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Further adventures of the casting demons

I was asked about our reject pieces by “Nakase” in a thread on the Windstone forum:
http://www.windstoneeditions.com/forums/viewtopic.php?f=10&t=11360
I have been whining about how much trouble we have been having with the gypsum lately, so here are a few photos of what we are dealing with.
I tried to photo the more subtle defects that these pieces are having, but I couldn’t get the camera to focus that tightly. Many of the defects we get on these are often almost microscopic, but they show up under the paint. It is really frustrating to find tiny defects after the piece is completely finished.
(On the bright side, I’ll never run out of raffle prizes!)
Here is a photo of the hundreds of bad pieces we have. Some of these are usable, but most are not.
This looks worse than it really is though; John was intentionally trying to make bad castings as a way to help isolate the problem. That’s why we have ended up with carts and carts of bad pieces, but we still are getting far to many bad pieces when we try to cast good ones.
Since I couldn’t photo the tiny defects, I posted a photo here of some very obvious holes that make the piece unusable on the chest of an Oriental dragon. There are so many holes on this one, it would be impossible to patch this piece.
Another photo of the neck of a Male dragon shows the sort of holes that we can and do fix.

We need a priest to exorcise the casting department!

8 Responses to Further adventures of the casting demons

  1. ghostndragon August 17, 2009 at 6:55 pm #

    It seems to me that something must be causing the bubbles to form in the mixture itself. My guess is that if it’s a matter of chemistry, it might be a matter of pH. It might also be just a matter of too much air caught in the water used to mix up the gypsum. Cold water has gases trapped in it (lots of oxygen for cold-water fishes!) One way to avoid gases leaving the water after casting is make sure they’ve left BEFORE casting. That is, leave your water out to just sit for a few days before using it. This will naturally let the gases escape. It also might bring the pH to its natural level…which might be significantly lower than straight out of the tap. Another thing you might try is agitating the water and/or gypsum mixture before casting. I used to have to do this in the lab when working with DNA gels. If we didn’t just spin a stir bar in it for a good amount of time before adding the polymerizing agent, we would get bubbles. You can also do this by setting it on a vibrating surface. The bubbles escape to the surface and don’t make bubbles when you cast. In the back of my mind, I KNOW that there’s an industry that uses vibration to reduce bubbles and imperfections….ice, maybe? Anyway, it might be worth trying.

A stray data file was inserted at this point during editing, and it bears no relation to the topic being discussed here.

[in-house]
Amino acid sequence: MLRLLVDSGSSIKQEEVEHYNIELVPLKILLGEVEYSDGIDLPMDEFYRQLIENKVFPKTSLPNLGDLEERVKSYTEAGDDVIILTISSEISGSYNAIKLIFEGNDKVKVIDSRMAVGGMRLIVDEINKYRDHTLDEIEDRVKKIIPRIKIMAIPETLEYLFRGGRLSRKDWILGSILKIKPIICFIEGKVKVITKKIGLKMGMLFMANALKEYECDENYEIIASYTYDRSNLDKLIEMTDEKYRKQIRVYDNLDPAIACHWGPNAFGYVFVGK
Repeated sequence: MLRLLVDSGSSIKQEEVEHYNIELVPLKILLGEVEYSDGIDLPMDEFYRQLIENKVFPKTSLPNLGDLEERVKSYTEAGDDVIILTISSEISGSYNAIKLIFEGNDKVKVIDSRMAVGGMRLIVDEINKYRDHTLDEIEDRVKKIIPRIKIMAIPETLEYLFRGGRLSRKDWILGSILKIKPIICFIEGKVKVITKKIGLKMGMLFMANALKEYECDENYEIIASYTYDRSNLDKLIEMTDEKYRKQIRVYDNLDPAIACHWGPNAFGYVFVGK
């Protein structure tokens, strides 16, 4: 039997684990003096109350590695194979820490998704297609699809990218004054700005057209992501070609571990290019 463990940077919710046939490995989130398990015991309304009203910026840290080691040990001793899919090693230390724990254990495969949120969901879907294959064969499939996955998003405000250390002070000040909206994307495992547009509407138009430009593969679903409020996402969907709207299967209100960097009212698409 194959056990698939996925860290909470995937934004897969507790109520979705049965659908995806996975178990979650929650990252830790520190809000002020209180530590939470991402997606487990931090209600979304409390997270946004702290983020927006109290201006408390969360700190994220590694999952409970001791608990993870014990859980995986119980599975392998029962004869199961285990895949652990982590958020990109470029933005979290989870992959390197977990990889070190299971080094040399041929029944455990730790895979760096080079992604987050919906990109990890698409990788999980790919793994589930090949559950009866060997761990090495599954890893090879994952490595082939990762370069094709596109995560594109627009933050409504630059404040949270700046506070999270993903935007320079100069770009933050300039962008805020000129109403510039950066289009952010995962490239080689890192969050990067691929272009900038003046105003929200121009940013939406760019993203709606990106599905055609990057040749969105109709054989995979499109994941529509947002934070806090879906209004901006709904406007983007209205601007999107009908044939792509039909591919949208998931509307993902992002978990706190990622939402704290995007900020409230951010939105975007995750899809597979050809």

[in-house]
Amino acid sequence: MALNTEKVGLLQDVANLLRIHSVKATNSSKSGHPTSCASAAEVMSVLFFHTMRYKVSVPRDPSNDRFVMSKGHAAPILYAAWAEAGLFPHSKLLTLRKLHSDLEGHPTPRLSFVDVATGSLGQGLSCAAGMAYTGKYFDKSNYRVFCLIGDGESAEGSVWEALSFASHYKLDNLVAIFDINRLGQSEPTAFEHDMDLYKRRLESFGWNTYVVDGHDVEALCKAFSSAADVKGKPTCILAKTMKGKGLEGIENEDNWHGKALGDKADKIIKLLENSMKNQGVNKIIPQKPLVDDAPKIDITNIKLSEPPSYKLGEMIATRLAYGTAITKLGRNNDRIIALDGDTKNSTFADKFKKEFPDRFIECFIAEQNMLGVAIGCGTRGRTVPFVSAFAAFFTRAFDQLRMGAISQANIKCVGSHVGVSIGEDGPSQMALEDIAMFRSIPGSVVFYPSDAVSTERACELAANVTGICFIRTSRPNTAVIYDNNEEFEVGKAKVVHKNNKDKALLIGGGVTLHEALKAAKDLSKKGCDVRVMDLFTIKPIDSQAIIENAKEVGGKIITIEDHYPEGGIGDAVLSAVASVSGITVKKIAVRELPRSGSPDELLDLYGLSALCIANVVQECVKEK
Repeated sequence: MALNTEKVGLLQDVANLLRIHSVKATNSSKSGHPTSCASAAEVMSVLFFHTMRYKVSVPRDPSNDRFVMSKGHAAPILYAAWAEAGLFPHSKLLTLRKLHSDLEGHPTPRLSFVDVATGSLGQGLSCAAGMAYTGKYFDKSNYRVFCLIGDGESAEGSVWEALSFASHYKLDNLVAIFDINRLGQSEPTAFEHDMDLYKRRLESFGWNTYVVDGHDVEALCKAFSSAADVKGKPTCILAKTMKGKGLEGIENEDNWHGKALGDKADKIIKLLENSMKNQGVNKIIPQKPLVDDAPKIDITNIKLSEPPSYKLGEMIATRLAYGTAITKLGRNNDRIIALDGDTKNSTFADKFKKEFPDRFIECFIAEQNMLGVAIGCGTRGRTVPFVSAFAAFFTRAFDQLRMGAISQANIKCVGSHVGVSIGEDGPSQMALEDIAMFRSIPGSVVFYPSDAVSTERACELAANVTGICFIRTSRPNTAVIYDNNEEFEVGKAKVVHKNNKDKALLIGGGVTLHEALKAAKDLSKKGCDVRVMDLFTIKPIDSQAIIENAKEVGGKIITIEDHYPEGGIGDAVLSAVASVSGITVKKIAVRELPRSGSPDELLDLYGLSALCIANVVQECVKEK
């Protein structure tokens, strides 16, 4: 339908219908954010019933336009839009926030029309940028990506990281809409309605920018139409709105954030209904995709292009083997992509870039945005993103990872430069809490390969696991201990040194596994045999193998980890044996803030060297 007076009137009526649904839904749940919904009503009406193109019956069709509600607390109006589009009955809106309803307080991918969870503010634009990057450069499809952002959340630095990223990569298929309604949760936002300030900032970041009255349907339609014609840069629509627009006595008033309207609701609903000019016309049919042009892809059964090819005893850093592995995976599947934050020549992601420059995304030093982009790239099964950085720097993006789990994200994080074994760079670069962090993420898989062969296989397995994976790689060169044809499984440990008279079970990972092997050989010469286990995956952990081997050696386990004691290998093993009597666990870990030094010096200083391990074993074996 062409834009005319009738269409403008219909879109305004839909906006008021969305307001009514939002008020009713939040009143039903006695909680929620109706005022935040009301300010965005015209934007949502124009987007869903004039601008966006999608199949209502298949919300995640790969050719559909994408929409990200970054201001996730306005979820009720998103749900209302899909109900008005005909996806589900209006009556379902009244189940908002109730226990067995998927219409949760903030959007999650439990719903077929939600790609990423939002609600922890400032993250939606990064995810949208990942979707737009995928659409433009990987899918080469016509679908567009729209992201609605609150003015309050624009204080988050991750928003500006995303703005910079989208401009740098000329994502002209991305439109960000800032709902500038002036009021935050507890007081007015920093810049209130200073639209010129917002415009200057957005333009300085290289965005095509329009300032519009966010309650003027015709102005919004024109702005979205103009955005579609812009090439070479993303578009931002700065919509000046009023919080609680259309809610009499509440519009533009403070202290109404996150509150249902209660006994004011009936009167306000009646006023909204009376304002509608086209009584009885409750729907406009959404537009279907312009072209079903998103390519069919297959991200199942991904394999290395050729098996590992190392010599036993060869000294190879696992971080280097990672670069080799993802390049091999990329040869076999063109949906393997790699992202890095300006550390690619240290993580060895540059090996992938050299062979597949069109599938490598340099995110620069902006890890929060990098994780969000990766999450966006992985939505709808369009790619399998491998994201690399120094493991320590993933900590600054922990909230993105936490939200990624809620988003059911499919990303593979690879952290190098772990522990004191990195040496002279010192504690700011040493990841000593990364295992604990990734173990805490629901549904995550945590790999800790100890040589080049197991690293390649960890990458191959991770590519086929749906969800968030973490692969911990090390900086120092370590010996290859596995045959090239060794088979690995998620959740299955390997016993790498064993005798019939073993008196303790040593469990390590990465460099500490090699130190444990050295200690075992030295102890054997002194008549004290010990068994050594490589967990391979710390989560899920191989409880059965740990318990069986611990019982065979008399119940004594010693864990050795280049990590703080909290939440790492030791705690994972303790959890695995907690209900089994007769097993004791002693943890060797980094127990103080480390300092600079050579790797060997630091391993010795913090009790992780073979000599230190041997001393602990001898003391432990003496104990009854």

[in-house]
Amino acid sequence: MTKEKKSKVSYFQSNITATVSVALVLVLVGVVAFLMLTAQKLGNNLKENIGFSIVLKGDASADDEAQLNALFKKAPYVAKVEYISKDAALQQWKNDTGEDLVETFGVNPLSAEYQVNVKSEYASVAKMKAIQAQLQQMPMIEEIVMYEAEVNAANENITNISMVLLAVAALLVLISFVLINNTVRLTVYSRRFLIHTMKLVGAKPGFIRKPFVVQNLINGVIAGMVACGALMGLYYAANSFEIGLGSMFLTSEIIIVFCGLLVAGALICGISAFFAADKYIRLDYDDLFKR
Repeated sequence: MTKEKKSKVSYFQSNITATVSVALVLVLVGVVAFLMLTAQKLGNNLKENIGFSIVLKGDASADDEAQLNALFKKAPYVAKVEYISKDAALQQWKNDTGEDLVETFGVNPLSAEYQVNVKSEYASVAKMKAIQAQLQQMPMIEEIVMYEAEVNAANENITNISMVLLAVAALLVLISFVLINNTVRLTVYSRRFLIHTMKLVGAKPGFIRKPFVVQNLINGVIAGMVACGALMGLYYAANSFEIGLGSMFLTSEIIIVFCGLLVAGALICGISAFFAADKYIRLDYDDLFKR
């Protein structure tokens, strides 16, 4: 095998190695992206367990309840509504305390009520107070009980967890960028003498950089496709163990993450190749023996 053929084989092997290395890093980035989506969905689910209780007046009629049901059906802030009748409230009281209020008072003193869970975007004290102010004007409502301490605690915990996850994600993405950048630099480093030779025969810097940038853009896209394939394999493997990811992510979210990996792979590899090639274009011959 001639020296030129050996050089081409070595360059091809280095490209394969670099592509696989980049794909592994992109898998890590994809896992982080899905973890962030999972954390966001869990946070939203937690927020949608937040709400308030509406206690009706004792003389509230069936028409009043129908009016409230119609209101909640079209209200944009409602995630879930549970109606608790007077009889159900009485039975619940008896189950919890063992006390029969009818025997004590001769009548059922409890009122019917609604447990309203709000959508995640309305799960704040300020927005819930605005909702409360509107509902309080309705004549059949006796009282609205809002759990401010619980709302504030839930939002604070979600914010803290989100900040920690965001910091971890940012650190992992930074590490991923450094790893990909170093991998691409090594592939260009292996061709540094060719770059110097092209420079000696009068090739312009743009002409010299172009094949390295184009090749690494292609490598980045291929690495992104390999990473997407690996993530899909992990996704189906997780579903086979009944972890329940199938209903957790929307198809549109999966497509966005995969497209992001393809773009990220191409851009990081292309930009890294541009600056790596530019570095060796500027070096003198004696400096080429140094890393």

2. Nakase August 17, 2009 at 8:32 pm #

    When in jewelry casting, with the lost wax casting technique, we have to use a vaccum chamber, to get all the bubbles out of it. Could this possibly help you guys? Maybe a vibrating platform, like when you cast concrete? (the cheaper way) Or use a hand vibrator and hold it to the mold? Maybe have one of your casting folks do that and see what happens??

    Also, moving from North Hollywood to Oregon you went from dry hot to wet hot, so a -dehumidifier- in your casting department might fix your problem o_o (discussing the troubleshooting process of this problem with Pyewacket)

    Bless you and the Windstone folks o_o that is a LOT of product that is unusable(not to mention and huge whack in the face money-wise)…and very heartbreaking in that I wish I could have one of those oriental dragons….I’m seriously going to stop whining about it, after seeing all those poor things sitting there ready to be smashed…

    I’m sure I speak for everyone in that; We’re all here ready to brainstorm possible solutions for this nasty problem. <3<3<3

  3. ddvm August 17, 2009 at 11:19 pm #

    Ack! What a sad sight! Seeing all those dragons destined to be destroyed. I can’t even imagine how frustrating it must be for the staff who spent all that time and effort on making them. I hope you figure out the problem soon.

  4. windstone August 18, 2009 at 2:30 am #

    This is a problem for the chemists at the gypsum manufacturing company to solve. We have tried everything we could think to try, and still are having problems.

  5. windstone August 18, 2009 at 2:37 am #

    The thing is, we are casting the way we have been for over twenty years, with good results. Now it doesn’t work. It must be the formulation of the gypsum. We think there is some stray chemical in there that wasn’t there before.. One chemist mentioned the possibility of calcium carbonate being in the gypsum. That would fizz in an acid, but our water is alkaline!

  6. windstone August 18, 2009 at 2:38 am #

    Thank you !

  7. ghostndragon August 18, 2009 at 1:45 pm #

    How frustrating. Yes, alkaline water shouldn’t make calcium carbonate fizz. I hope all that gypsum has been free for the change in the formula. It’s too bad you can’t have someone cast back in CA to see if it’s casting fine there. How hard is your water? Excess salts have been known to cause bubbles, I believe.

  8. meki August 20, 2009 at 4:38 am #

    oh my gosh!!

    I would LOVE to be in that room – with all the paints… Experimenting with colors, textures and more – that would just be a DREAM!

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